I wanted to broaden these issues and proposed that the effect of the Entdaught on Merry and Pippin made the case for expansion beyond narrow geographical and social borders, and that this equated to progress. Ian remarked that Tolkien was not a geneticist, but he was familiar with the effects of the influence of other cultures and their artefacts.

Eileen brought us back from our socio-political and ethical considerations to the main story when she observed that the description of Gandalf clothed in white and wearing the red ring made him seem a god-like figure. Ian acknowledged that the contribution of all these greater powers goes on East of the Sea but not their active presence.

After such a thought-provoking meeting we agreed to address next time the matters arising from ‘The Grey Havens’ and to move smoothly on into Appendix A as Eileen has yet to be introduced to the details to be found there.

 

Carol’s comments:

Chapter 8 ‘The Scouring of the Shire.

 

Great when Bill the pony kicks Fill ferny. Perhaps ponies are like elephants with long memories. Tolkien’s so polite about people like Ferny, merely calling them ‘ruffians’. [It has been proposed that ‘ruffian’ derives from the name of a medieval devil ‘Ruffin’ who appears in a number of plays. Ed.]

Rose Cotton has a bit of foresight if she’s expected Sam since the spring. And her comments about not leaving Frodo ‘as soon as things look dangerous’ always brings a smile. They just don’t realise what dangers Sam and Frodo have been through. No wonder Sam’s speechless.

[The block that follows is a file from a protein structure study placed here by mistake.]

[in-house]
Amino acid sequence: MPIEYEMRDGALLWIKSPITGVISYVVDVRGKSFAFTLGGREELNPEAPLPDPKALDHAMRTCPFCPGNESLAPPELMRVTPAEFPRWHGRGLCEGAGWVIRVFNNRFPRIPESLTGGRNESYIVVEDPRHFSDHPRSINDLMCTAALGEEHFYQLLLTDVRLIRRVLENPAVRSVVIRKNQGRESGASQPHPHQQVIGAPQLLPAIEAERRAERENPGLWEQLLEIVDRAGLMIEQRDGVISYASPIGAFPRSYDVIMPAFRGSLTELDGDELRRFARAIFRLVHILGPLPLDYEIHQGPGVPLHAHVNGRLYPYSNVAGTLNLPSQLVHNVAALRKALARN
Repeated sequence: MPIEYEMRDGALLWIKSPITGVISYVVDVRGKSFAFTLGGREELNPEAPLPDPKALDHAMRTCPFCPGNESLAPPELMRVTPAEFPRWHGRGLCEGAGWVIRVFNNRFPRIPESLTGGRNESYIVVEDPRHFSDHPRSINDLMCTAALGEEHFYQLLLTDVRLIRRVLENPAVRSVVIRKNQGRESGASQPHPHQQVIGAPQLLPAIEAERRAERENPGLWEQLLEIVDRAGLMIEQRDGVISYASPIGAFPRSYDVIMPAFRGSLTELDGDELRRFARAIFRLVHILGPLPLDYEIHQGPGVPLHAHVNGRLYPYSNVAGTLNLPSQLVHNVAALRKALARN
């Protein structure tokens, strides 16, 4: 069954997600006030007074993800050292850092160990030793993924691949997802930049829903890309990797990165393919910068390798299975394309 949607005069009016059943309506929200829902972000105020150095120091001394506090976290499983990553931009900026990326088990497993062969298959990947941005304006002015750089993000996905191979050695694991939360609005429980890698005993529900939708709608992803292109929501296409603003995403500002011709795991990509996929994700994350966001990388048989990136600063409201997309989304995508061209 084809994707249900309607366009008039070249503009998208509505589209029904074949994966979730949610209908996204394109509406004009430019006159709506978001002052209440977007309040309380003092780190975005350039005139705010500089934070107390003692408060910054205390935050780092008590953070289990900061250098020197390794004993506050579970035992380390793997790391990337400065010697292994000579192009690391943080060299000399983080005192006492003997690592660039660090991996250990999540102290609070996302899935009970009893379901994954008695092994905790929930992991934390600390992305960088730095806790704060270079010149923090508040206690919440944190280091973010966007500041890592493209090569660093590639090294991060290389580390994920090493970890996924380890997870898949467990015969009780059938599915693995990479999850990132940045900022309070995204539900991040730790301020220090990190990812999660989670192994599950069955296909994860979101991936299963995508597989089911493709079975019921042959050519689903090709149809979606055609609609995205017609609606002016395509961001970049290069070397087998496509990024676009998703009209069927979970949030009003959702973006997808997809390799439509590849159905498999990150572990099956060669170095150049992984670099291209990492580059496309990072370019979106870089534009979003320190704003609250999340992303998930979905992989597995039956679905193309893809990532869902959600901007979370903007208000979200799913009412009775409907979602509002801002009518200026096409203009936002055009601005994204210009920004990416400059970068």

Like Barliman, the Cottons are more concerned with the Shire’s troubles, than the travellers’ adventures. Insular.

Gaffer: ‘what’s come of his weskit? I don’t hold with wearing ironmongery, whether it wears well or no.’ always raises a smile.

‘It was one of the saddest hours of their lives…’ what makes any one want to destroy trees and nice buildings and replace them with tarred shed and mess. Destruction and ugliness for its own sake. Ref. ISIS, orcs are still among us.

 

Saruman says that Gandalf drops folk when they’ve done his bidding but if Gandalf helped/’interfered’ in the Shire now he would be over stepping his remit. He had to be involved in getting rid of Sauron because Sauron was a very powerful being but where the hobbits can fight their own battles, he has to leave them to it.

 

First meeting in July

8.07.17

We missed some of our Southfarthingas at this meeting, but those of us who were able to attend were supposed to be discussing ‘Homeward Bound’ and ‘The Scouring of the Shire’. As it turned out, we wandered about a bit between Rivendell and the borders of the Shire so that Eileen could catch up after being absent from our last June session. We looked forward hopefully to seeing our more distant friends at some point in August and our own moot later in the year before.